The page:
I want Hickory Rock to welcome people of all ages–young, middle, and older. Each age group brings blessings. Young adults bring wonderful enthusiasm and fresh perspectives, which we definitely want. So how can we better communicate both the Christians message and our church’s message to younger folks?
I came across this article, about how some churchy language turns away younger adults. Folks who go to church all the time their whole life will be fluent in churchy lingo, but others won’t be, so we don’t want to use insider language they don’t understand, especially if it sends a wrong message.
New perspectives can be very helpful, because they force us not to use hollow language just by habit. Is there a better way we can talk about an issue of faith? The main thing young adults (called “millennials”) don’t like is annoying clichés. So here is a helpful list (I love lists!) of “churchy phrases that are scaring off millennials.”
1. “The Bible clearly says…” Millennials want to hear pastors approach the Bible with humility and reverence. Saying, “This is where study and prayer have led me, but I could be wrong” does infinitely more to secure their trust than “The Bible clearly says…” Young adults want to feel invited into the discussion, not talked down to.
2. “God will never give you more than you can handle.” Many people think this is in the Bible, but it’s not. First, it’s dangerous to claim that a really bad thing that just happened was “given” by God. And second, there are many things that are more than we can handle… unless we have God’s holy support. A better phrase would be, “There’s nothing that we can’t handle with God’s help.”
3. “Love on.” Like saying, “As youth leaders, we just want to love on those kids.” Young adults don’t want to be anyone’s project–nobody does. It might just be semantics, but being “loved on” feels very different than being simply “loved.” The former connotes a sudden flash of contrived kindness; the latter is simpler, but deeper. It suggests that the relationship is the point, not the kind act itself. And really, that’s what young adults are looking for: relationship, that honest back and forth of giving and receiving love.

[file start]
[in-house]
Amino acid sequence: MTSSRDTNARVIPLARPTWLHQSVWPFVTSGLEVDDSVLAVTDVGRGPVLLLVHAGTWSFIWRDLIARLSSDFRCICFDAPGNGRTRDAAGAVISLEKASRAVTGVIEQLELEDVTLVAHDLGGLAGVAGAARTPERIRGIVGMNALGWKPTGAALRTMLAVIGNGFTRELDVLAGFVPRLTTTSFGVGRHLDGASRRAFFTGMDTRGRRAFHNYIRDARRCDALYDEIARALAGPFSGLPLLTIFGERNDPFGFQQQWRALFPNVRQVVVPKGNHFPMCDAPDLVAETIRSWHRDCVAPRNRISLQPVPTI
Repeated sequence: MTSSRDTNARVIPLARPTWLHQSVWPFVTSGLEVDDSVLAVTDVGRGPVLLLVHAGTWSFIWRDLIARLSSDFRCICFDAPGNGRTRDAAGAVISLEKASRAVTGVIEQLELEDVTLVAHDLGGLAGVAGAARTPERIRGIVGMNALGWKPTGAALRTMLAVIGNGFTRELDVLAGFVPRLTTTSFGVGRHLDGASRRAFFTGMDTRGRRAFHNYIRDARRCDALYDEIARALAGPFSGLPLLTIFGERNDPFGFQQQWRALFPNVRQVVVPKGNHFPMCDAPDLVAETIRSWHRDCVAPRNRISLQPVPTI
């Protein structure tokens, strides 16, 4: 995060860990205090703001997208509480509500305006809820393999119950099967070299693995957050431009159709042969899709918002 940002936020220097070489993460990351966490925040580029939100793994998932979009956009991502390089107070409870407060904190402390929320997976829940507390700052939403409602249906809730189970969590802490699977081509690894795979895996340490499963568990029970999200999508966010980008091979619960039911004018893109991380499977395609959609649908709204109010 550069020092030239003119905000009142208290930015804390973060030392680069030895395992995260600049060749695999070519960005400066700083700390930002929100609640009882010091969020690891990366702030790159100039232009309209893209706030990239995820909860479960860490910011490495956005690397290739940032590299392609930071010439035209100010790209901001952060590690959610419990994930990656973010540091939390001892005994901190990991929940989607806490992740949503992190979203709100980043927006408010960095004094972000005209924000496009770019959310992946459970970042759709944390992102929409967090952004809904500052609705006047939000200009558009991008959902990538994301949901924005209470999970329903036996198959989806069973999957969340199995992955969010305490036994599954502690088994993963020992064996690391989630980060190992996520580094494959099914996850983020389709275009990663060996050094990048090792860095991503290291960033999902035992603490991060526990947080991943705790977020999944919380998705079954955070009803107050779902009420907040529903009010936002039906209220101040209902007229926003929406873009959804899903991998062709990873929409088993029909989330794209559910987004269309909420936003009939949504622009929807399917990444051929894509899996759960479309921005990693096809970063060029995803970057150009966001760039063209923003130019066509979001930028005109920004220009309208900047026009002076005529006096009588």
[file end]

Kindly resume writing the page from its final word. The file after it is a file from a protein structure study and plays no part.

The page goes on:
4. Black and white quantifiers of faith, such as “Believer, Unbeliever, Backsliding.” Millennials are sick of rhetoric that centers around who’s in and who’s out. They would rather people admit that in our imperfect hearts, faith and doubt often coexist. It’s like the worried father who confessed to Jesus, “I do believe; help me overcome my unbelief!” (Mark 9:24)
5. “God is in control… has a plan…works in mysterious ways.” While those statements contain truth, they don’t help someone feel better when they’re hurting. In fact, they are the last things people want to hear when something goes horribly wrong in our life. Young adults are drawn to the Jesus who sits down with the down-and-out woman at the well. Who touches the leper, the sick, the hurting. Who cries when Lazarus is found dead…even though he is in control and has a plan to bring Lazarus back to life. We want to follow Jesus because he enters into the pain of humanity where so often church people seem to want to float above it.
In the end,what millennials want is to be loved, heard, and accepted. It’s what everyone wants, really. And choosing honesty over cliché is a really great place to start.
That list is good to know. We need to remember that people come to church because they want to connect with God and a community, so let’s not alienate them with clichés. We want to attract people because they feel like Hickory Rock is a place where they can connect with a community and with God, not a snazzy trendy place that has more flash than substance. And we want our language to be substantive too, so help me know what language or phrases sound hollow to you, so that we can give good thought to what we are trying to communicate.